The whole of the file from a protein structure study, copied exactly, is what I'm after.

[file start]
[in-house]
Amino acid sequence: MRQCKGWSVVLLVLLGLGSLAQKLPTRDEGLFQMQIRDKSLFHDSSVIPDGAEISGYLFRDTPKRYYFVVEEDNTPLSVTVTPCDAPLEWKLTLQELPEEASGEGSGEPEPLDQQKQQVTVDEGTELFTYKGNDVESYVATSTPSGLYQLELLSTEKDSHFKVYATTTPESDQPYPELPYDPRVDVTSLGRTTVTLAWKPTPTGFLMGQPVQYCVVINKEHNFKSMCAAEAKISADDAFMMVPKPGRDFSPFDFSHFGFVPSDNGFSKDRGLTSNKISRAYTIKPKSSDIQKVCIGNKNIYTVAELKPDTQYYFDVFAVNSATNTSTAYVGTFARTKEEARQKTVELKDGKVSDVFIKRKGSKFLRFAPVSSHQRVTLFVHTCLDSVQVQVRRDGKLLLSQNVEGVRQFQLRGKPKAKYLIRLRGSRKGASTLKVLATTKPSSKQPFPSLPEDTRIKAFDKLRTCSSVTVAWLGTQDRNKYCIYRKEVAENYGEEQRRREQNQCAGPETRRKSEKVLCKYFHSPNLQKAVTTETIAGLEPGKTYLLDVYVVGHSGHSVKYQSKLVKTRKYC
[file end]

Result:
[in-house]
Amino acid sequence: MRQCKGWSVVLLVLLGLGSLAQKLPTRDEGLFQMQIRDKSLFHDSSVIPDGAEISGYLFRDTPKRYYFVVEEDNTPLSVTVTPCDAPLEWKLTLQELPEEASGEGSGEPEPLDQQKQQVTVDEGTELFTYKGNDVESYVATSTPSGLYQLELLSTEKDSHFKVYATTTPESDQPYPELPYDPRVDVTSLGRTTVTLAWKPTPTGFLMGQPVQYCVVINKEHNFKSMCAAEAKISADDAFMMVPKPGRDFSPFDFSHFGFVPSDNGFSKDRGLTSNKISRAYTIKPKSSDIQKVCIGNKNIYTVAELKPDTQYYFDVFAVNSATNTSTAYVGTFARTKEEARQKTVELKDGKVSDVFIKRKGSKFLRFAPVSSHQRVTLFVHTCLDSVQVQVRRDGKLLLSQNVEGVRQFQLRGKPKAKYLIRLRGSRKGASTLKVLATTKPSSKQPFPSLPEDTRIKAFDKLRTCSSVTVAWLGTQDRNKYCIYRKEVAENYGEEQRRREQNQCAGPETRRKSEKVLCKYFHSPNLQKAVTTETIAGLEPGKTYLLDVYVVGHSGHSVKYQSKLVKTRKYC